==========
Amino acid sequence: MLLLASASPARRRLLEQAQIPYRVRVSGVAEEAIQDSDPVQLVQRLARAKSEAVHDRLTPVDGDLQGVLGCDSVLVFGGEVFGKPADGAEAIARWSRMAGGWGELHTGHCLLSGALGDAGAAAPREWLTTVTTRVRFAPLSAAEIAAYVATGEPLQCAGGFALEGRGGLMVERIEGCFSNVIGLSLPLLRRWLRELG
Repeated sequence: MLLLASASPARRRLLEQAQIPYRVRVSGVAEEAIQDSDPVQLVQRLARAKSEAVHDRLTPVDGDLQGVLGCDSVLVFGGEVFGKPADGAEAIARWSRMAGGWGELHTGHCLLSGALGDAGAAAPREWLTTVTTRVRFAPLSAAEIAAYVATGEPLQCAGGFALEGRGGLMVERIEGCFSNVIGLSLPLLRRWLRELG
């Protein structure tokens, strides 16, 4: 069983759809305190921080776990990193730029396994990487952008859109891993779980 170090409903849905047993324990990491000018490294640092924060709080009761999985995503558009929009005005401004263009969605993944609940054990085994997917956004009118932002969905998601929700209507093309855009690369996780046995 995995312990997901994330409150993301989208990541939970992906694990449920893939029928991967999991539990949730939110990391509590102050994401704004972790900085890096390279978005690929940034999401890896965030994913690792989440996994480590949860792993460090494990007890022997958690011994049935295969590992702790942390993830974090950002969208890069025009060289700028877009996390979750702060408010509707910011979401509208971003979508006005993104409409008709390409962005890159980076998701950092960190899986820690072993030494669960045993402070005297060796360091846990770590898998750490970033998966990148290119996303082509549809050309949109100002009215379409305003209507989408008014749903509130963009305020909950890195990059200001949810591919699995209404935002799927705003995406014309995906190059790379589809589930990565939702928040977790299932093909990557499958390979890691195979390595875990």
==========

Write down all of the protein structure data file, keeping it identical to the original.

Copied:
Amino acid sequence: MLLLASASPARRRLLEQAQIPYRVRVSGVAEEAIQDSDPVQLVQRLARAKSEAVHDRLTPVDGDLQGVLGCDSVLVFGGEVFGKPADGAEAIARWSRMAGGWGELHTGHCLLSGALGDAGAAAPREWLTTVTTRVRFAPLSAAEIAAYVATGEPLQCAGGFALEGRGGLMVERIEGCFSNVIGLSLPLLRRWLRELG
Repeated sequence: MLLLASASPARRRLLEQAQIPYRVRVSGVAEEAIQDSDPVQLVQRLARAKSEAVHDRLTPVDGDLQGVLGCDSVLVFGGEVFGKPADGAEAIARWSRMAGGWGELHTGHCLLSGALGDAGAAAPREWLTTVTTRVRFAPLSAAEIAAYVATGEPLQCAGGFALEGRGGLMVERIEGCFSNVIGLSLPLLRRWLRELG
């Protein structure tokens, strides 16, 4: 069983759809305190921080776990990193730029396994990487952008859109891993779980 170090409903849905047993324990990491000018490294640092924060709080009761999985995503558009929009005005401004263009969605993944609940054990085994997917956004009118932002969905998601929700209507093309855009690369996780046995 995995312990997901994330409150993301989208990541939970992906694990449920893939029928991967999991539990949730939110990391509590102050994401704004972790900085890096390279978005690929940034999401890896965030994913690792989440996994480590949860792993460090494990007890022997958690011994049935295969590992702790942390993830974090950002969208890069025009060289700028877009996390979750702060408010509707910011979401509208971003979508006005993104409409008709390409962005890159980076998701950092960190899986820690072993030494669960045993402070005297060796360091846990770590898998750490970033998966990148290119996303082509549809050309949109100002009215379409305003209507989408008014749903509130963009305020909950890195990059200001949810591919699995209404935002799927705003995406014309995906190059790379589809589930990565939702928040977790299932093909990557499958390979890691195979390595875990």